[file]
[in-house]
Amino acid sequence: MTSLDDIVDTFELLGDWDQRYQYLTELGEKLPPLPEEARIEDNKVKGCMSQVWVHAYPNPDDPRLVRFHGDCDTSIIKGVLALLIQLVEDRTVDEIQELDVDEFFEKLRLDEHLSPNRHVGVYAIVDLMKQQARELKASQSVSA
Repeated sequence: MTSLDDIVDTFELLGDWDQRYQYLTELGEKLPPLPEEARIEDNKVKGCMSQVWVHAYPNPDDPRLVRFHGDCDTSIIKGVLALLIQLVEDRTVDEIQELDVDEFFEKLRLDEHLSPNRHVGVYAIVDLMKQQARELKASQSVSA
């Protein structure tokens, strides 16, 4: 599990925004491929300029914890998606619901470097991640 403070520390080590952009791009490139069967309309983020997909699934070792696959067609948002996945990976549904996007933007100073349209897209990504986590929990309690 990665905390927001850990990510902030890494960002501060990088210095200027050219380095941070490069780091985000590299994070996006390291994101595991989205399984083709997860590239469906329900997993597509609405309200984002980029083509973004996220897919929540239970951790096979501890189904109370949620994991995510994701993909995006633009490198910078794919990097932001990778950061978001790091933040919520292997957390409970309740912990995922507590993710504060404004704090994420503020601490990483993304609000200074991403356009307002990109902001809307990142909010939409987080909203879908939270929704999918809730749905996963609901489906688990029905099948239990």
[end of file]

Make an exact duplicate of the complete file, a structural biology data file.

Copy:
[in-house]
Amino acid sequence: MTSLDDIVDTFELLGDWDQRYQYLTELGEKLPPLPEEARIEDNKVKGCMSQVWVHAYPNPDDPRLVRFHGDCDTSIIKGVLALLIQLVEDRTVDEIQELDVDEFFEKLRLDEHLSPNRHVGVYAIVDLMKQQARELKASQSVSA
Repeated sequence: MTSLDDIVDTFELLGDWDQRYQYLTELGEKLPPLPEEARIEDNKVKGCMSQVWVHAYPNPDDPRLVRFHGDCDTSIIKGVLALLIQLVEDRTVDEIQELDVDEFFEKLRLDEHLSPNRHVGVYAIVDLMKQQARELKASQSVSA
């Protein structure tokens, strides 16, 4: 599990925004491929300029914890998606619901470097991640 403070520390080590952009791009490139069967309309983020997909699934070792696959067609948002996945990976549904996007933007100073349209897209990504986590929990309690 990665905390927001850990990510902030890494960002501060990088210095200027050219380095941070490069780091985000590299994070996006390291994101595991989205399984083709997860590239469906329900997993597509609405309200984002980029083509973004996220897919929540239970951790096979501890189904109370949620994991995510994701993909995006633009490198910078794919990097932001990778950061978001790091933040919520292997957390409970309740912990995922507590993710504060404004704090994420503020601490990483993304609000200074991403356009307002990109902001809307990142909010939409987080909203879908939270929704999918809730749905996963609901489906688990029905099948239990």